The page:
*OK, not actually the middle of the night. More like 11:30pm. But still....
I'm reading in bed, (military science fiction) having a glass of chardonnay. Miles is doing same, but he's perusing a volume of beginning Spanish grammar. (spicy, huh?) The window is open above our bed and the crickets are chirping. A pleasant end of the day. A train went by, as it does every night, horn echoing mournfully over the sleepy town of Mayberry.
Then I heard a small, low sound of misery wafting through the dark. I sighed, tossed back my last slurp of wine, threw my book overboard and got outta the bed.
"Clairezie, honey, what's wrong?" I whispered.
"The train is too loud!" she whisper-sobbed. "I can't sleep! It's too loud for me!"
I sat down on the floor next to her bed. She was lying with her head at the foot and her Purple Blanket wrapped around her neck. Her pillow was on the floor. That kid is all over the place in her sleep.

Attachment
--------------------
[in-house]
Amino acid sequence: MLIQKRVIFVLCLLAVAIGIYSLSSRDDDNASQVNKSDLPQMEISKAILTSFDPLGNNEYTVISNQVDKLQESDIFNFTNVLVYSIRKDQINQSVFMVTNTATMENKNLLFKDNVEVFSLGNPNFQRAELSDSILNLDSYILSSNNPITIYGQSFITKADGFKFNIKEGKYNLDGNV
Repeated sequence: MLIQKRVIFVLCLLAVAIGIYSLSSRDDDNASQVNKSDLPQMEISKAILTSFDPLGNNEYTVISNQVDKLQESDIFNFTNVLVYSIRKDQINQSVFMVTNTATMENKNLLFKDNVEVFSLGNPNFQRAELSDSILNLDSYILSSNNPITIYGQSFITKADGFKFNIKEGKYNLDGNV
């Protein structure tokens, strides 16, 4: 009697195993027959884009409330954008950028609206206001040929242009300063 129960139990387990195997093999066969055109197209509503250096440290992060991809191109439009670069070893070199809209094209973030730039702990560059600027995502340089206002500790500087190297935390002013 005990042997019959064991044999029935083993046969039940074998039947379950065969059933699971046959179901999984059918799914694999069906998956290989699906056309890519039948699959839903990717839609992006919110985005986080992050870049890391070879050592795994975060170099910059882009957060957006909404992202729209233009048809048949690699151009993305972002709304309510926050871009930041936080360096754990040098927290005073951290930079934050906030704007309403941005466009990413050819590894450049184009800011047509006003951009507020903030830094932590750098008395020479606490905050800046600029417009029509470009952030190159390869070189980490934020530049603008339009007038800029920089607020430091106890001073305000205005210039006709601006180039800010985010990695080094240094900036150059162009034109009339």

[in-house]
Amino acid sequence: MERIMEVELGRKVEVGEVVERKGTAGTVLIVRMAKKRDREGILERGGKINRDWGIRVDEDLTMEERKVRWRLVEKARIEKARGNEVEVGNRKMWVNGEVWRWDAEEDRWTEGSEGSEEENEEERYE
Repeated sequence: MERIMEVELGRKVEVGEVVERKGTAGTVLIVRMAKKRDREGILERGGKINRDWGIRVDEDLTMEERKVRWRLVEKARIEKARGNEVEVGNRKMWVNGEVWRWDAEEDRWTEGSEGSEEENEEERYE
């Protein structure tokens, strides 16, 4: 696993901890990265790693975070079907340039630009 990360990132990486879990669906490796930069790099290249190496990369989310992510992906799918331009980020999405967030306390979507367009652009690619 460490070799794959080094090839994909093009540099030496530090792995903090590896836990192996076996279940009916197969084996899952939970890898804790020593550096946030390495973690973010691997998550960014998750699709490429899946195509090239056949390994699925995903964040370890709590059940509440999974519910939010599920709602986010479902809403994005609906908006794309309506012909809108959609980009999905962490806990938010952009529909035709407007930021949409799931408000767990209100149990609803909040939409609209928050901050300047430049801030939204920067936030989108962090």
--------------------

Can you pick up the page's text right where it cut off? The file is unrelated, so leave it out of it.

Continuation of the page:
"You know what, Claire?" I asked, running my fingers through her damp hair.
It's amazing what she conveyed with that "What?" The message I actually received was, "What can you possibly say to me, Mother, that will make me feel even the slightest bit better about the *suffering* I'm currently enduring?!" Claire's got a real gift of communication.
Undaunted, I soldiered on.
"When I was just a little older than you, I moved to a place where there were 4 train tracks. We only have 1 here in Templeton. And the trains ran all night, and the horns were blowing all night. I learned to sleep through the sound. And you usually do, too. 'Cause the trains have been going by your *whole* life, and mostly, you don't hear them. But when I was little, and I did hear the trains? I liked the sound, 'cause it meant I was warm and safe and cozy in bed."
"Oh," she said with a sniffle, eyeing me like I was trying to put one over on her.
"So, close you eyes and get all cozy with Clairezie Bear and go to sleep, love."
She pondered that instruction for a moment. Then fatigue won out.
"Ok." Sniffle. "G'nite, Mom."
And she grabbed the covers, pulled 'em up to her chin and rolled over.
As I climbed back in bed with my book, "What was her damage?" asked Miles, not looking up from his book.
"Train's too loud."
"Phfft! She better get over that!"
"Yup. Pass the bottle."